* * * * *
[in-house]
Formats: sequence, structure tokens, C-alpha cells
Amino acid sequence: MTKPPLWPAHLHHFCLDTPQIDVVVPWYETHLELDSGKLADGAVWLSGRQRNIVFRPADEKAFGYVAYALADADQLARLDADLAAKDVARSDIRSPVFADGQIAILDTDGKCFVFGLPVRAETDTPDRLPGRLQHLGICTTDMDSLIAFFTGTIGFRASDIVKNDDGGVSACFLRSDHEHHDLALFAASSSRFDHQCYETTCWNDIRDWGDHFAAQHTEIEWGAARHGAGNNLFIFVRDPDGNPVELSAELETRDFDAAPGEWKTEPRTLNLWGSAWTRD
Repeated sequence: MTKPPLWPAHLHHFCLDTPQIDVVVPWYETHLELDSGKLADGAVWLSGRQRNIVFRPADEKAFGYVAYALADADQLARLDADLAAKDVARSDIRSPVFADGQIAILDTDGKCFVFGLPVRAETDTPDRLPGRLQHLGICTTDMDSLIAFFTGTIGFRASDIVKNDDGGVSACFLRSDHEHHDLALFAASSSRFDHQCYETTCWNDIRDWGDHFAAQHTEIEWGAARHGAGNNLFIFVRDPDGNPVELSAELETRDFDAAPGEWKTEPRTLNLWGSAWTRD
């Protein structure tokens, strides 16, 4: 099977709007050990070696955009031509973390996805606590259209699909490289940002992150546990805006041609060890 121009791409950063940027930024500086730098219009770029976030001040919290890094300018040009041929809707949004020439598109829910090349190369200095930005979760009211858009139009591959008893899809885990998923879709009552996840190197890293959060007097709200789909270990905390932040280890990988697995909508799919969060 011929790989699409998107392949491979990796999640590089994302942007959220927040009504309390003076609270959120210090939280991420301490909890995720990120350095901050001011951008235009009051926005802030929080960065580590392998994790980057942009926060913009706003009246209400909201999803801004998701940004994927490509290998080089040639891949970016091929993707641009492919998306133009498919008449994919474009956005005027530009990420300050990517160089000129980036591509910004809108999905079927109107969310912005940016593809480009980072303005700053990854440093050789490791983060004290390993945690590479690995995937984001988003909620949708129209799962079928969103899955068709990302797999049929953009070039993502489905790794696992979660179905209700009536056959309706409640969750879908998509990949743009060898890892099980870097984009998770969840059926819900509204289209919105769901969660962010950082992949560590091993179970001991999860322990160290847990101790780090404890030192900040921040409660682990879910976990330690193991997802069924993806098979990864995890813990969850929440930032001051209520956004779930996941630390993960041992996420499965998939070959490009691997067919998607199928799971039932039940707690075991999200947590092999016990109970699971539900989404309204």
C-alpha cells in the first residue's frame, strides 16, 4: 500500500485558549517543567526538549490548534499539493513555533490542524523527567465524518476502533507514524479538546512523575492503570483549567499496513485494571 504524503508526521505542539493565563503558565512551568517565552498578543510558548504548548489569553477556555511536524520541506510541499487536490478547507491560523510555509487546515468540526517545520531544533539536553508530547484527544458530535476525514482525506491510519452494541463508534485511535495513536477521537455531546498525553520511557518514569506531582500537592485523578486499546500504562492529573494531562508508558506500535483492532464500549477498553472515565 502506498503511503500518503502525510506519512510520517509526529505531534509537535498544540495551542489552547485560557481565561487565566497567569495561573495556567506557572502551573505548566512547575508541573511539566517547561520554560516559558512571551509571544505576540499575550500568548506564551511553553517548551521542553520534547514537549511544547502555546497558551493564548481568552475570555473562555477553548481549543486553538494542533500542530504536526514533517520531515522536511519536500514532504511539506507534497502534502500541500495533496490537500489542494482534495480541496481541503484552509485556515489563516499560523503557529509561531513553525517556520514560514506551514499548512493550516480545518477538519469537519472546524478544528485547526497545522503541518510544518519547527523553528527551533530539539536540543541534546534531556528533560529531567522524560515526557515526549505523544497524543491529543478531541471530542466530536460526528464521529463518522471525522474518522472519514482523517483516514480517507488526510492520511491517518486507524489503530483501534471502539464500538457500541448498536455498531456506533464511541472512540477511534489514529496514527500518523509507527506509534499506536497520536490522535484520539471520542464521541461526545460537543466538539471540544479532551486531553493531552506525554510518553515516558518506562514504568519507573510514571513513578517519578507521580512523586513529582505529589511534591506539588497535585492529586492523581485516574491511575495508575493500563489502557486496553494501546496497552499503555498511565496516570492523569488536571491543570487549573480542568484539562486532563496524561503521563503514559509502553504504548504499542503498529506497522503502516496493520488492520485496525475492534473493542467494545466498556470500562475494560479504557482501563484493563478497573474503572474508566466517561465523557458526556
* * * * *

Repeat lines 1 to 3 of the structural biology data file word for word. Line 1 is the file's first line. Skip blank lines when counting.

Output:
[in-house]
Formats: sequence, structure tokens, C-alpha cells
Amino acid sequence: MTKPPLWPAHLHHFCLDTPQIDVVVPWYETHLELDSGKLADGAVWLSGRQRNIVFRPADEKAFGYVAYALADADQLARLDADLAAKDVARSDIRSPVFADGQIAILDTDGKCFVFGLPVRAETDTPDRLPGRLQHLGICTTDMDSLIAFFTGTIGFRASDIVKNDDGGVSACFLRSDHEHHDLALFAASSSRFDHQCYETTCWNDIRDWGDHFAAQHTEIEWGAARHGAGNNLFIFVRDPDGNPVELSAELETRDFDAAPGEWKTEPRTLNLWGSAWTRD